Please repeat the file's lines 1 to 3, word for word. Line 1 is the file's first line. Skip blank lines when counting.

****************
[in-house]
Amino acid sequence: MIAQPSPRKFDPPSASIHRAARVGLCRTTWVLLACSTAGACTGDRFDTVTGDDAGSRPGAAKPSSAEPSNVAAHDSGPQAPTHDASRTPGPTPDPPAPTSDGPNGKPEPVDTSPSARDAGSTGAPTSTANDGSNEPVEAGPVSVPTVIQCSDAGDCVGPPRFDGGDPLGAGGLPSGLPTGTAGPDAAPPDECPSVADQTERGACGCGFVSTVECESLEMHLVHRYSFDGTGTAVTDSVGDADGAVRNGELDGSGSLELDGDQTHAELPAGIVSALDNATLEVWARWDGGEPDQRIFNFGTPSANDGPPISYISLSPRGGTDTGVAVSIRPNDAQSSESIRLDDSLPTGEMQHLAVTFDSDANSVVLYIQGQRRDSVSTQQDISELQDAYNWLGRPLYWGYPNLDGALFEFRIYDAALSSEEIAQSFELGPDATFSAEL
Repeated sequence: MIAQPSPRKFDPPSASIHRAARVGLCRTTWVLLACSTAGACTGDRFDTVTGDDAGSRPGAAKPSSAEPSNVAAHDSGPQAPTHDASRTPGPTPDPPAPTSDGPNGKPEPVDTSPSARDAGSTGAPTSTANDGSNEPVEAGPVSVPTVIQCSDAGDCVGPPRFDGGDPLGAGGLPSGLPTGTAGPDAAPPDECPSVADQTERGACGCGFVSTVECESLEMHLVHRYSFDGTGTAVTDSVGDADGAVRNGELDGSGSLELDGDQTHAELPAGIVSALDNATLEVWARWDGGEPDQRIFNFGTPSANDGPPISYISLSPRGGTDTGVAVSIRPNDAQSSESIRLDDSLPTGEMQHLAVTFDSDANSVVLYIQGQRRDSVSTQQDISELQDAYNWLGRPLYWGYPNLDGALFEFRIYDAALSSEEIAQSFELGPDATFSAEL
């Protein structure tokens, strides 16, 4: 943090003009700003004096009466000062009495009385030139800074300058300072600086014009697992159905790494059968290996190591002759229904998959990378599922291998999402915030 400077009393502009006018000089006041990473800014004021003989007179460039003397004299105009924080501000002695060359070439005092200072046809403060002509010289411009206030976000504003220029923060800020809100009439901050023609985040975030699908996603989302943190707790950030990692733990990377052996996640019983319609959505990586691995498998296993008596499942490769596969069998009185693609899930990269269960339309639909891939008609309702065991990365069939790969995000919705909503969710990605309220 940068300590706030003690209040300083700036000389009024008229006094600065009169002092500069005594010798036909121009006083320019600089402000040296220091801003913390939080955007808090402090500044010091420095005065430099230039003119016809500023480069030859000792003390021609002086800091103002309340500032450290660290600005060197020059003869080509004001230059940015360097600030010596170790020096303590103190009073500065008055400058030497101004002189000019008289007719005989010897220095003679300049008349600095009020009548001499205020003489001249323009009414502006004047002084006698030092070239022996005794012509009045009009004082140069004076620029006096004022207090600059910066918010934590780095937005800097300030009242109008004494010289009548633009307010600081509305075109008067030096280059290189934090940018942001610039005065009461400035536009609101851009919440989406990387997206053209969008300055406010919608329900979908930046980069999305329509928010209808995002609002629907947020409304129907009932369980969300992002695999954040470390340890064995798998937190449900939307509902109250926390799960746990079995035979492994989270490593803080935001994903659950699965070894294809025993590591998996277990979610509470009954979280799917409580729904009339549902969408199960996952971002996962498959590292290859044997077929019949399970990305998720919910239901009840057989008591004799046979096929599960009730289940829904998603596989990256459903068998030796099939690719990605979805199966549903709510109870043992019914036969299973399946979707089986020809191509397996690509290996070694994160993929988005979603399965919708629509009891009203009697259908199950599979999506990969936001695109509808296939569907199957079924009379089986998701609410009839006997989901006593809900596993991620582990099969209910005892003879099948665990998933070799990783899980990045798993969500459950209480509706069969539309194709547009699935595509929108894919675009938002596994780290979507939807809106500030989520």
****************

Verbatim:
[in-house]
Amino acid sequence: MIAQPSPRKFDPPSASIHRAARVGLCRTTWVLLACSTAGACTGDRFDTVTGDDAGSRPGAAKPSSAEPSNVAAHDSGPQAPTHDASRTPGPTPDPPAPTSDGPNGKPEPVDTSPSARDAGSTGAPTSTANDGSNEPVEAGPVSVPTVIQCSDAGDCVGPPRFDGGDPLGAGGLPSGLPTGTAGPDAAPPDECPSVADQTERGACGCGFVSTVECESLEMHLVHRYSFDGTGTAVTDSVGDADGAVRNGELDGSGSLELDGDQTHAELPAGIVSALDNATLEVWARWDGGEPDQRIFNFGTPSANDGPPISYISLSPRGGTDTGVAVSIRPNDAQSSESIRLDDSLPTGEMQHLAVTFDSDANSVVLYIQGQRRDSVSTQQDISELQDAYNWLGRPLYWGYPNLDGALFEFRIYDAALSSEEIAQSFELGPDATFSAEL
Repeated sequence: MIAQPSPRKFDPPSASIHRAARVGLCRTTWVLLACSTAGACTGDRFDTVTGDDAGSRPGAAKPSSAEPSNVAAHDSGPQAPTHDASRTPGPTPDPPAPTSDGPNGKPEPVDTSPSARDAGSTGAPTSTANDGSNEPVEAGPVSVPTVIQCSDAGDCVGPPRFDGGDPLGAGGLPSGLPTGTAGPDAAPPDECPSVADQTERGACGCGFVSTVECESLEMHLVHRYSFDGTGTAVTDSVGDADGAVRNGELDGSGSLELDGDQTHAELPAGIVSALDNATLEVWARWDGGEPDQRIFNFGTPSANDGPPISYISLSPRGGTDTGVAVSIRPNDAQSSESIRLDDSLPTGEMQHLAVTFDSDANSVVLYIQGQRRDSVSTQQDISELQDAYNWLGRPLYWGYPNLDGALFEFRIYDAALSSEEIAQSFELGPDATFSAEL